The IPWRA results in the sensitivity analysis are very similar to the baseline PSM results. The results do not only show that our results are robust but do also suggest that our propensity score model was appropriately specified.

Cost-effectiveness of KTx compared to dialysis

The current study indicates a €72,000 saving in healthcare costs associated with KTx compared to dialysis over the first three years after KTx. Relating these results to prior studies on the effect of KTx on other costs and outcomes will indicate the cost-effectiveness of KTx compared to dialysis.

Two important healthcare related costs of KTx are not included in the current study; costs related to procuring the graft and pharmaceuticals (especially immunosuppressants). Cost of procurement is lacking from Sweden, but a recent French study estimated this cost to €143225 while a Spanish study from 2011 used $3162 (€2271)26. Pharmaceutical cost associated with KTx in comparison to dialysis is also lacking in Sweden. A study from Lombardy, Italy, reported the pharmaceutical cost in the first year of transplantation to €561827. Although this is not the excess costs compared to dialysis, it still gives an indication of the upper bound of pharmaceutical costs associated with KTx. Applying these costs to Sweden, the cost-saving of KTx compared to dialysis falls to around €52,000 over three years.

We have previously estimated the effect of KTx on labour market outcomes compared to remaining on dialysis on the same Swedish population as in the current study. After adjusting for treatment selection, a 21 percentage points KTx advantage on the likelihood of being employed was found. This increased to 38 percentage points five years after KTx, primarily due to reduced likelihood of being employed if remaining on dialysis. In monetary terms, KTx was thus found to reduce productivity losses compared to dialysis, by €32,800 over 5 years (discounted, 2013 year’s price level)28.

A previous study on the same Swedish population as in the current study found a survival advantage of KTx compared with dialysis of almost 14 years after adjusting for the treatment selection bias29. A Kaplan–Meier survival curve shown the estimated survival time of KTx compared with dialysis (see Supplementary Fig. S2 online). Although quality of life information is lacking for the population covered in the current study, the general conclusion in the literature is that KTx is associated with higher quality of life, compared to dialysis, also after controlling for patient selection based on age and diabetes prevalence30. A Norwegian study noted a small but positive effect of quality of life already in the first year after KTx compared to dialysis (0.024 QALY gain)31.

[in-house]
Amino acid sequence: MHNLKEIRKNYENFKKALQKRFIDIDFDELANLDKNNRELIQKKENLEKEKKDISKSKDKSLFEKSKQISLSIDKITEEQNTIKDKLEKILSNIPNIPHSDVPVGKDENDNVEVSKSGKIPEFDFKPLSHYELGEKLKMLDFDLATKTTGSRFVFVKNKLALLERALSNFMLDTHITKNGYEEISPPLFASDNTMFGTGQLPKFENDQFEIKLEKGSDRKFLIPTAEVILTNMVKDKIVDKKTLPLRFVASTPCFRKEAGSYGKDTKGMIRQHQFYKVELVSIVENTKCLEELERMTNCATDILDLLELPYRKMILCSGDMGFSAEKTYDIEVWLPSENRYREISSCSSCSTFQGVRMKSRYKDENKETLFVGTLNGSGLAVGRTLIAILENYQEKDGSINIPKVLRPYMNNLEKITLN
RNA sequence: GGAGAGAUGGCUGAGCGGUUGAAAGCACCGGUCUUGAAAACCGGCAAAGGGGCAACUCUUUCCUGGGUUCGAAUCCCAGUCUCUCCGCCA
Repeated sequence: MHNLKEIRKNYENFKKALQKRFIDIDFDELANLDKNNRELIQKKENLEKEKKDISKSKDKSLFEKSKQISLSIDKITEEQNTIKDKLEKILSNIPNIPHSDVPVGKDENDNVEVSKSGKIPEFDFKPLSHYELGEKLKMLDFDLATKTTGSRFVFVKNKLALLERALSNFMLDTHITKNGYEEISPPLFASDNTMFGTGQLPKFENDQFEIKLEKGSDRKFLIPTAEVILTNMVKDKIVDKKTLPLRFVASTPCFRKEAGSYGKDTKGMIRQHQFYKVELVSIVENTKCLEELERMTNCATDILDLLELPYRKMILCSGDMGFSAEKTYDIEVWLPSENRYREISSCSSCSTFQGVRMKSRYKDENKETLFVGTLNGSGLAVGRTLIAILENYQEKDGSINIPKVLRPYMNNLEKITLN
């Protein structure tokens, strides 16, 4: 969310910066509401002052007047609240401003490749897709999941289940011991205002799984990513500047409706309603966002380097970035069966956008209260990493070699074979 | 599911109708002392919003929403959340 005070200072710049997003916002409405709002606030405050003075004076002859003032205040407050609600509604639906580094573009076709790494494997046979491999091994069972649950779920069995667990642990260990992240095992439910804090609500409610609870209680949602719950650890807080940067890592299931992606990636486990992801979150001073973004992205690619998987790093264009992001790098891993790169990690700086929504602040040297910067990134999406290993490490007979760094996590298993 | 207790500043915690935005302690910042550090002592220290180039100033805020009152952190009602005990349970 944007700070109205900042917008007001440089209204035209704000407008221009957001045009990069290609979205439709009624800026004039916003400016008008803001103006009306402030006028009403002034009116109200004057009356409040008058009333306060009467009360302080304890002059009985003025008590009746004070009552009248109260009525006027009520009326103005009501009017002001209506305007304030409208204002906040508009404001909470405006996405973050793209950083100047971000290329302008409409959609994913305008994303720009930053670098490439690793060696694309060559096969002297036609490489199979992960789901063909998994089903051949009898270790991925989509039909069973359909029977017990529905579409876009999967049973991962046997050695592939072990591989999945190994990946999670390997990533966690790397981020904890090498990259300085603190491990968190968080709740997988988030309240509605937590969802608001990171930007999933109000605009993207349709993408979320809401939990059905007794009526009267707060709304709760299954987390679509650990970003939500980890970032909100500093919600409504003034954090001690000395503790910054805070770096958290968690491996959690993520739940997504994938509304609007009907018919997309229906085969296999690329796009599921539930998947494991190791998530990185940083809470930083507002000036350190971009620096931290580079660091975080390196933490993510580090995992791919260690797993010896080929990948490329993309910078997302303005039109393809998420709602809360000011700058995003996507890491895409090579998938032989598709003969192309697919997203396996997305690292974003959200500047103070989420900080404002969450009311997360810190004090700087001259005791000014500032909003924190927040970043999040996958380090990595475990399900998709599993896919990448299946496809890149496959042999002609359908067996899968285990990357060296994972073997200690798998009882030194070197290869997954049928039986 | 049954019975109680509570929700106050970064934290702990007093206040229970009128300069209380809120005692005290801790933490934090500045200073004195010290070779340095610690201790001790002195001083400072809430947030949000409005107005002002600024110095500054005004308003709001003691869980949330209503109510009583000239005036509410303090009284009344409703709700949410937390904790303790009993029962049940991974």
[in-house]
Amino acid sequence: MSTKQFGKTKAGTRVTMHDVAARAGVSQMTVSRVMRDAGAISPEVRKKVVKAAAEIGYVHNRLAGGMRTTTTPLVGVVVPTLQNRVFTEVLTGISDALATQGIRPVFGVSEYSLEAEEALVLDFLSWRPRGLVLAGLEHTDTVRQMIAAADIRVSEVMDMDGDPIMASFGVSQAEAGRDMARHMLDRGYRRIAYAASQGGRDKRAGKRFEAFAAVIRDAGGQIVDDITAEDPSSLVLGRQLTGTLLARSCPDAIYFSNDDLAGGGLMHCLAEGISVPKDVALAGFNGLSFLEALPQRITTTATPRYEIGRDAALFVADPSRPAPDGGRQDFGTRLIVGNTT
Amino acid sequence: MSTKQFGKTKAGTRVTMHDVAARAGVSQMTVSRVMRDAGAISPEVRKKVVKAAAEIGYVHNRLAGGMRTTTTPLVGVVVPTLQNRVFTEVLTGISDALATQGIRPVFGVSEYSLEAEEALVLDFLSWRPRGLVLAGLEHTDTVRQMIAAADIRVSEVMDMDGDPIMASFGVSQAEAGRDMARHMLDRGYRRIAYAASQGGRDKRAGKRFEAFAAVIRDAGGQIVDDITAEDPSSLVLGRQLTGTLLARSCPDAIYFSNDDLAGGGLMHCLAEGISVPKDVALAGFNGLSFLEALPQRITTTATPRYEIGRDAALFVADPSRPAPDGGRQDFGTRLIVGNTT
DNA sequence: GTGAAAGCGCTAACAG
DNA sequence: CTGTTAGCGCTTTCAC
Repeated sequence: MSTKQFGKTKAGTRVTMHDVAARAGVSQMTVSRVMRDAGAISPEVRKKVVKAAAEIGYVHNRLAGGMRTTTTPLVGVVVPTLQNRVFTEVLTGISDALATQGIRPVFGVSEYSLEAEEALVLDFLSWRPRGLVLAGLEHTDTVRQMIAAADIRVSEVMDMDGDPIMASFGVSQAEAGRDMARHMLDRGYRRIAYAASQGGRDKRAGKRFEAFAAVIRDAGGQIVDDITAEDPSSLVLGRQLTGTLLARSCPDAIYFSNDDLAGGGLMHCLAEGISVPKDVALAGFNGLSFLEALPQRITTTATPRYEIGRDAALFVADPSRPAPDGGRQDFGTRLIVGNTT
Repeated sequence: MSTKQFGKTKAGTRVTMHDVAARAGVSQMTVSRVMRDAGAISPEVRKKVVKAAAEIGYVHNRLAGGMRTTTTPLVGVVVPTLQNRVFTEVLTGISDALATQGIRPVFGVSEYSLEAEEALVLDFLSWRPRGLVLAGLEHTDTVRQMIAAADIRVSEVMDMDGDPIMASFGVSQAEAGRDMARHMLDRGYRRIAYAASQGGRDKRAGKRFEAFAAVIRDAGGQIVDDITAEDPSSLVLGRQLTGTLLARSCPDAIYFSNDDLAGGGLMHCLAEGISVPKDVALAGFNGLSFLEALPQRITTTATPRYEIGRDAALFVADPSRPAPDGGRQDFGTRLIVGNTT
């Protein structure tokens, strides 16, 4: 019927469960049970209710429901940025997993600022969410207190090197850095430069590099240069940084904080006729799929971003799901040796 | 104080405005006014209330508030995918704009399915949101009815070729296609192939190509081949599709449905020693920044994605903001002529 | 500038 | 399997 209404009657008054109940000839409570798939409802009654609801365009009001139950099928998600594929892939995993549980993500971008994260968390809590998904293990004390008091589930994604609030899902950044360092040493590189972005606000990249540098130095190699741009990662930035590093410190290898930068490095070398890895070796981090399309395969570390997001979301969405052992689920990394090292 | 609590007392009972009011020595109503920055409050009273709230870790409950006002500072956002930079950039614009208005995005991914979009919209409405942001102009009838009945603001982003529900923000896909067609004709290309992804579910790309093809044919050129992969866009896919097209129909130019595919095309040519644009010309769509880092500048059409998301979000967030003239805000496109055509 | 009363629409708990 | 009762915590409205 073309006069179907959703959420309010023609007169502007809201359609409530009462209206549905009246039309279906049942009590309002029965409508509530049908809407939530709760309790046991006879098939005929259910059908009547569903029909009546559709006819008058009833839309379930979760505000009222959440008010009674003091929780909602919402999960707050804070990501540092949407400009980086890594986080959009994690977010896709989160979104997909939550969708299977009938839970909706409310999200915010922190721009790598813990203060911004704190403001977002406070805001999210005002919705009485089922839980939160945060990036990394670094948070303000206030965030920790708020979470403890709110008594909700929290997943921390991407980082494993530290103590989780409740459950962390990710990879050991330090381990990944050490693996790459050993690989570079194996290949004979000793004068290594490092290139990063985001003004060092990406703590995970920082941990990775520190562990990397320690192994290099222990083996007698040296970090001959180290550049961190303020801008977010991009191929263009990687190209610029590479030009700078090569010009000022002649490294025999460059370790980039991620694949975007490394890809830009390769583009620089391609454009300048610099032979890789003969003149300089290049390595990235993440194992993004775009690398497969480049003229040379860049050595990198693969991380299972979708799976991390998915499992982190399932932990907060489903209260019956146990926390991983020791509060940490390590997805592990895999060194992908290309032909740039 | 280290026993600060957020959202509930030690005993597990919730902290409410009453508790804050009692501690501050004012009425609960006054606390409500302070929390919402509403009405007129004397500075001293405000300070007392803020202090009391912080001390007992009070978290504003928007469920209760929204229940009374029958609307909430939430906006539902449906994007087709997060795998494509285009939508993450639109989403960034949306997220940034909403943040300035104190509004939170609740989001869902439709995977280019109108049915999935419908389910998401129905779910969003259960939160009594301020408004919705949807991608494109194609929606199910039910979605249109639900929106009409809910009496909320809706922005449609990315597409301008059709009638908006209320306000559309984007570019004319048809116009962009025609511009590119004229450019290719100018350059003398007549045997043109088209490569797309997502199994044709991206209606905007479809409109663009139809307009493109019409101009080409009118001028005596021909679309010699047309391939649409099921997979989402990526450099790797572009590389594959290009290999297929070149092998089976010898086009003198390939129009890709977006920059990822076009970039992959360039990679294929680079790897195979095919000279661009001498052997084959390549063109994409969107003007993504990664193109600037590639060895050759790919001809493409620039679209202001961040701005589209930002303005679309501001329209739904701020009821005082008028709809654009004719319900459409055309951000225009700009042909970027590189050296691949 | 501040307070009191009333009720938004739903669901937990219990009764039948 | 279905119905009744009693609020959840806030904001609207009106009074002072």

Based on the results of the current and other studies conducted by the research team, complimented with other studies on quality of life and cost of organ procurement and pharmaceuticals, we conclude that KTx is a highly preferred treatment compared to dialysis in Sweden. KTx is both less costly and better in terms of other patient-related, sought-after outcomes.

Strengths and limitations

This study collected population-based data from routine clinical care in the Swedish healthcare system where registered individuals have universal access. Furthermore, by using individual-level data from several nationwide registers, linked together using the personal identity number, follow-up were virtually complete regarding outcome data for inpatient, outpatient, and primary care costs, as well as data on mortality.

Even though we have limited the study sample to patients on the waiting list for transplantation and applied both propensity score matching and the inverse probability weighting approach in order to reduce the selection bias to treatment, we cannot eliminate potential bias induced by unobserved variables. However, having access to rich data material reduces the risk of bias due to unobserved factors. It should further be noted that donor healthcare costs were not included in the current study, and neither was medications (prescribed and over the counter). This will most likely lead to an underestimation of the actual cost of KTx7 and the cost advantage of KTx compared to dialysis would thus be lower. However, given the size of the cost saving, it seems unlikely that inclusion of these costs would change the overall conclusion of the study. Finally, the limited time frame of three post-transplant years prevents us from predicting cost levels in later years. This would be interesting given that the median (death censored) graft survival in Sweden is 23–26 years32 but we would expect that the cost advantage remains for as long as the graft functions.


Even though kidney transplantation patients incur higher cost than dialysis in the first year after KTx, kidney transplantation is still associated with lower cost in the long run. KTx is a highly preferred treatment compared to dialysis in Sweden. Further studies are needed to assess the cost of kidney transplantation and dialysis in longer follow-up period. The findings can also be used when conducting further economic evaluation research on different types of renal replacement therapy and they give important information to health care policy makers.